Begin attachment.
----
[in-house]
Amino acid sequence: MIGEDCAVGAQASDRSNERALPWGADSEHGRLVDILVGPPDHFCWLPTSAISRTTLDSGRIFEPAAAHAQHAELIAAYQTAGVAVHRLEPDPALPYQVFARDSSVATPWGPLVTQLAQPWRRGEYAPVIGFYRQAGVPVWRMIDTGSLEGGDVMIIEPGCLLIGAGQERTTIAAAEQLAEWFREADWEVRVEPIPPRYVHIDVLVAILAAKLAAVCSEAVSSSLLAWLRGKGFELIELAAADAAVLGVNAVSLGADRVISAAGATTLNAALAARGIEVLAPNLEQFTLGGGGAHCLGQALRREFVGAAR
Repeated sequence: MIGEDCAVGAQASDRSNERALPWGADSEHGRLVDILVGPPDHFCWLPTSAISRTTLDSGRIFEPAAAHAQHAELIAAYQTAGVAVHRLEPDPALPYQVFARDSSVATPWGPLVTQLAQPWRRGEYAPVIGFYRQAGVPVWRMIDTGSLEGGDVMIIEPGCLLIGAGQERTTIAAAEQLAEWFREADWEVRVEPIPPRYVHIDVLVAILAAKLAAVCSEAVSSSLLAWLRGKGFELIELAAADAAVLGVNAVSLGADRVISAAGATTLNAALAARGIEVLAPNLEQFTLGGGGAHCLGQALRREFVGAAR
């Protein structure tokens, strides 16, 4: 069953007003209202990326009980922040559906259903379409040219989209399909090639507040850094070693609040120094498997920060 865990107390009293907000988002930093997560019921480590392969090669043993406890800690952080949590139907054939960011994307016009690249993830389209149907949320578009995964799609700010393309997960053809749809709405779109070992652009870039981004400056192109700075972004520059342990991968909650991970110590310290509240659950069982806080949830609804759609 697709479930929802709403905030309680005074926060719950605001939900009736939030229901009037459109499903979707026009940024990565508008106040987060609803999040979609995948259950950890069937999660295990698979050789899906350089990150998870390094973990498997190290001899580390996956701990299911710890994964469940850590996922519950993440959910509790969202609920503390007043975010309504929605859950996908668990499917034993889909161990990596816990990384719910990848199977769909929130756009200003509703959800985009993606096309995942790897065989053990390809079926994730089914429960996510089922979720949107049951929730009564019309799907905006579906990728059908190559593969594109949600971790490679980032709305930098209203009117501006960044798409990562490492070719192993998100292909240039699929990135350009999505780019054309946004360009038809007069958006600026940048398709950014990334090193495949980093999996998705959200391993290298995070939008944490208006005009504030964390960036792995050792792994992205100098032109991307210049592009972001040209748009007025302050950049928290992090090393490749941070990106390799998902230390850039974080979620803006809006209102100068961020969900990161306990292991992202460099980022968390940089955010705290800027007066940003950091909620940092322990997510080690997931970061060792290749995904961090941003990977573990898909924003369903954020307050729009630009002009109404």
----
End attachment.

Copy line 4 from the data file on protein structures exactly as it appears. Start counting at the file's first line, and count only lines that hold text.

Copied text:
């Protein structure tokens, strides 16, 4: 069953007003209202990326009980922040559906259903379409040219989209399909090639507040850094070693609040120094498997920060 865990107390009293907000988002930093997560019921480590392969090669043993406890800690952080949590139907054939960011994307016009690249993830389209149907949320578009995964799609700010393309997960053809749809709405779109070992652009870039981004400056192109700075972004520059342990991968909650991970110590310290509240659950069982806080949830609804759609 697709479930929802709403905030309680005074926060719950605001939900009736939030229901009037459109499903979707026009940024990565508008106040987060609803999040979609995948259950950890069937999660295990698979050789899906350089990150998870390094973990498997190290001899580390996956701990299911710890994964469940850590996922519950993440959910509790969202609920503390007043975010309504929605859950996908668990499917034993889909161990990596816990990384719910990848199977769909929130756009200003509703959800985009993606096309995942790897065989053990390809079926994730089914429960996510089922979720949107049951929730009564019309799907905006579906990728059908190559593969594109949600971790490679980032709305930098209203009117501006960044798409990562490492070719192993998100292909240039699929990135350009999505780019054309946004360009038809007069958006600026940048398709950014990334090193495949980093999996998705959200391993290298995070939008944490208006005009504030964390960036792995050792792994992205100098032109991307210049592009972001040209748009007025302050950049928290992090090393490749941070990106390799998902230390850039974080979620803006809006209102100068961020969900990161306990292991992202460099980022968390940089955010705290800027007066940003950091909620940092322990997510080690997931970061060792290749995904961090941003990977573990898909924003369903954020307050729009630009002009109404």